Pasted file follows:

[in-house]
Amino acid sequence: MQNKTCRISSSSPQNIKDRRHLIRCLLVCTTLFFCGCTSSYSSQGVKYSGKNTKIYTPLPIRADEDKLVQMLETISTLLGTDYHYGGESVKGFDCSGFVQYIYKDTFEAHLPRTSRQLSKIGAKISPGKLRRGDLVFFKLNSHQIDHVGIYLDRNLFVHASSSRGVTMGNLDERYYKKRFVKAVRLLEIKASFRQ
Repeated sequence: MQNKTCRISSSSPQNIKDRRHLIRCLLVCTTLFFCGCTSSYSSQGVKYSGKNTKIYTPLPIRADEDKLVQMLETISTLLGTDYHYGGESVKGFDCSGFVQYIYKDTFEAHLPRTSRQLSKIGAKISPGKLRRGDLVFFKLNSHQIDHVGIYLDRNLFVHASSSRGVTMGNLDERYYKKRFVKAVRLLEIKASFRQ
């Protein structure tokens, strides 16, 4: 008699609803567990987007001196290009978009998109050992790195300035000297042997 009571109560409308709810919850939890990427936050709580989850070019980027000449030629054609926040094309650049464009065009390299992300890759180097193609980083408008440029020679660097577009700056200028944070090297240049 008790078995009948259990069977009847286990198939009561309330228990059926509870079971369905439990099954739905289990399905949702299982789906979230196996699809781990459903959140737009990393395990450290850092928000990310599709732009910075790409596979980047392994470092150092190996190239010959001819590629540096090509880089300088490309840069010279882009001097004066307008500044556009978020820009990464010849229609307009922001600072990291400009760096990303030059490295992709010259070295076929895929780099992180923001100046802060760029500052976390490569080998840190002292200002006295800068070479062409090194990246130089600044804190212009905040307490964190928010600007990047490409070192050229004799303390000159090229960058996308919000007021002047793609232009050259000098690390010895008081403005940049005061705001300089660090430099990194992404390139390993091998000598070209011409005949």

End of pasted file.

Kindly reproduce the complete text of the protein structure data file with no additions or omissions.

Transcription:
[in-house]
Amino acid sequence: MQNKTCRISSSSPQNIKDRRHLIRCLLVCTTLFFCGCTSSYSSQGVKYSGKNTKIYTPLPIRADEDKLVQMLETISTLLGTDYHYGGESVKGFDCSGFVQYIYKDTFEAHLPRTSRQLSKIGAKISPGKLRRGDLVFFKLNSHQIDHVGIYLDRNLFVHASSSRGVTMGNLDERYYKKRFVKAVRLLEIKASFRQ
Repeated sequence: MQNKTCRISSSSPQNIKDRRHLIRCLLVCTTLFFCGCTSSYSSQGVKYSGKNTKIYTPLPIRADEDKLVQMLETISTLLGTDYHYGGESVKGFDCSGFVQYIYKDTFEAHLPRTSRQLSKIGAKISPGKLRRGDLVFFKLNSHQIDHVGIYLDRNLFVHASSSRGVTMGNLDERYYKKRFVKAVRLLEIKASFRQ
């Protein structure tokens, strides 16, 4: 008699609803567990987007001196290009978009998109050992790195300035000297042997 009571109560409308709810919850939890990427936050709580989850070019980027000449030629054609926040094309650049464009065009390299992300890759180097193609980083408008440029020679660097577009700056200028944070090297240049 008790078995009948259990069977009847286990198939009561309330228990059926509870079971369905439990099954739905289990399905949702299982789906979230196996699809781990459903959140737009990393395990450290850092928000990310599709732009910075790409596979980047392994470092150092190996190239010959001819590629540096090509880089300088490309840069010279882009001097004066307008500044556009978020820009990464010849229609307009922001600072990291400009760096990303030059490295992709010259070295076929895929780099992180923001100046802060760029500052976390490569080998840190002292200002006295800068070479062409090194990246130089600044804190212009905040307490964190928010600007990047490409070192050229004799303390000159090229960058996308919000007021002047793609232009050259000098690390010895008081403005940049005061705001300089660090430099990194992404390139390993091998000598070209011409005949």